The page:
Finding accommodation in Myanmar is likely to be one of the most significant challenges facing expats. There are several factors house hunters will have to consider, and for expat parents proximity to an international school and public transport networks will be high up on the list. 

The country also faces frequent water and electricity outages, so newcomers must ensure the property they choose offers access to a generator or alternative energy.

Fortunately, construction in the real estate market is booming and expats will find a range of luxury options available. Though, competition for accommodation in Myanmar’s major cities is rife owing to increased foreign investment.


Types of accommodation in Myanmar

Expats moving to Myanmar will typically stay in one of its major cities, which include Yangon, Mandalay and Nay Pyi Taw. Foreigners living in Nay Pyi Taw are required by law to stay in hotels. Otherwise, expats will be spoilt for choice when it comes to accommodation in Yangon and Mandalay. Landed properties with gardens, villas, condominiums and serviced apartments are among the popular choices for expat families in Myanmar.

Though Myanmar’s major cities are generally safe, we recommend that expats renting landed properties hire 24-hour security as the political situation in the country remains volatile.


Renting accommodation in Myanmar

Most expats moving to Myanmar choose to rent rather than buy property, as most newcomers are in the country on a short-term assignment. Additionally, foreigners are not allowed to own land in Myanmar but can own property, which also makes it an unattractive choice for expats. Myanmar’s property rental market is unregulated, meaning expats will have to be careful traversing the rental process to avoid falling victim to scams.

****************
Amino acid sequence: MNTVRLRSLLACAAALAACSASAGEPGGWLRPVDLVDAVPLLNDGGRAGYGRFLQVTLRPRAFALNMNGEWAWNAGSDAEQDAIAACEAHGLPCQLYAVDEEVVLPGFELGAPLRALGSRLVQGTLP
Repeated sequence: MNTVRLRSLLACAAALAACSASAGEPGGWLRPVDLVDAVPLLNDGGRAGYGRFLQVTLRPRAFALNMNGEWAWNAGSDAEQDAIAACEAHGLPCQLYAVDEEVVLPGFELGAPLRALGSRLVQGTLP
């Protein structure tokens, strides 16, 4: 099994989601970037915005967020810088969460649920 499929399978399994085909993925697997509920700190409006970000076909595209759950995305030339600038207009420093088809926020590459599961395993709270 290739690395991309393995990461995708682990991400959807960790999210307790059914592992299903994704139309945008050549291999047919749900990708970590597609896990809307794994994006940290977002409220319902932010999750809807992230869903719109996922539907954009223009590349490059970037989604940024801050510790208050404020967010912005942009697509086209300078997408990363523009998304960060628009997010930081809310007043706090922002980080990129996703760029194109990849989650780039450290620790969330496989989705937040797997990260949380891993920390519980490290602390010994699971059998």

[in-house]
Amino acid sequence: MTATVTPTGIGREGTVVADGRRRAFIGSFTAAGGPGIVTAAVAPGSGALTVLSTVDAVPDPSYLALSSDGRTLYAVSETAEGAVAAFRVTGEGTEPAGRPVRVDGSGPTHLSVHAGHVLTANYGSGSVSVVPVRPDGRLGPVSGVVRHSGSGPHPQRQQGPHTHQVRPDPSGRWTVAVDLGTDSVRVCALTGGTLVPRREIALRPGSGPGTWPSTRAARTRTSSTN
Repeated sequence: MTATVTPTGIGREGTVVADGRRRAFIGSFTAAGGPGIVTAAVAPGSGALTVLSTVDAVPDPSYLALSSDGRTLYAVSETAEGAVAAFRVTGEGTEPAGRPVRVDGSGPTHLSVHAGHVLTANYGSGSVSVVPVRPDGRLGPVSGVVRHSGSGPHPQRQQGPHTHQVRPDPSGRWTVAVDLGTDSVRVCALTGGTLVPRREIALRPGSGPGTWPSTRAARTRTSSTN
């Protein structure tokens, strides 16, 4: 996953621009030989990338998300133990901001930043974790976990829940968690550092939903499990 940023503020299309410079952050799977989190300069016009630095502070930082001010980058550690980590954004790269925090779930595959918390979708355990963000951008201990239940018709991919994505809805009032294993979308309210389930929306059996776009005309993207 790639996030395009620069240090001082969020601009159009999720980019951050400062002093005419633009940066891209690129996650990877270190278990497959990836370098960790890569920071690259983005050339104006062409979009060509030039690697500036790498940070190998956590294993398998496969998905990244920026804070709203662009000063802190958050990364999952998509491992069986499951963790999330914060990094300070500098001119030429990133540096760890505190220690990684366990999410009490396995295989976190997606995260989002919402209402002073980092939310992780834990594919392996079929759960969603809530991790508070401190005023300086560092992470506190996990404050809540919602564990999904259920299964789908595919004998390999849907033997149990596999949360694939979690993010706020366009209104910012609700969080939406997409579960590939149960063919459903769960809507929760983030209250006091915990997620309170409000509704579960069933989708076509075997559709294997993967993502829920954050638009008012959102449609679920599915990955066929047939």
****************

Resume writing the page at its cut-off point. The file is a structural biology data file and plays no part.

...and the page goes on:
Finding rental accommodation

Finding suitable and affordable property in Myanmar can be difficult as a result of the discrepancy in housing demand and supply. The best place to start the property search is online, as expats can familiarise themselves with the market while they are still in their home countries. Rental property websites such as Shwe Property and iMyanmarHouse are some of the most notable property portals that provide information on what expats can expect to find at different price points and areas.

Real-estate agents are likely to be the best option for expats, as they can eliminate the language barrier when engaging with landlords. They are typically also highly knowledgeable about local real estate and can show expats properties that are not yet on the market. Expats should keep in mind that real-estate agents will require commission equivalent to one month’s rent.

www.shweproperty.com
www.imyanmarhouse.co.uk

Furnished vs unfurnished

There are both unfurnished and furnished housing options in Myanmar, with the latter being the priciest. Most of the long-term accommodation in Myanmar is unfurnished, but will typically be equipped with light and bathroom fixtures. Unfurnished accommodation also typically doesn’t include appliances such as stoves, refrigerators, air conditioners, ovens and water heating units.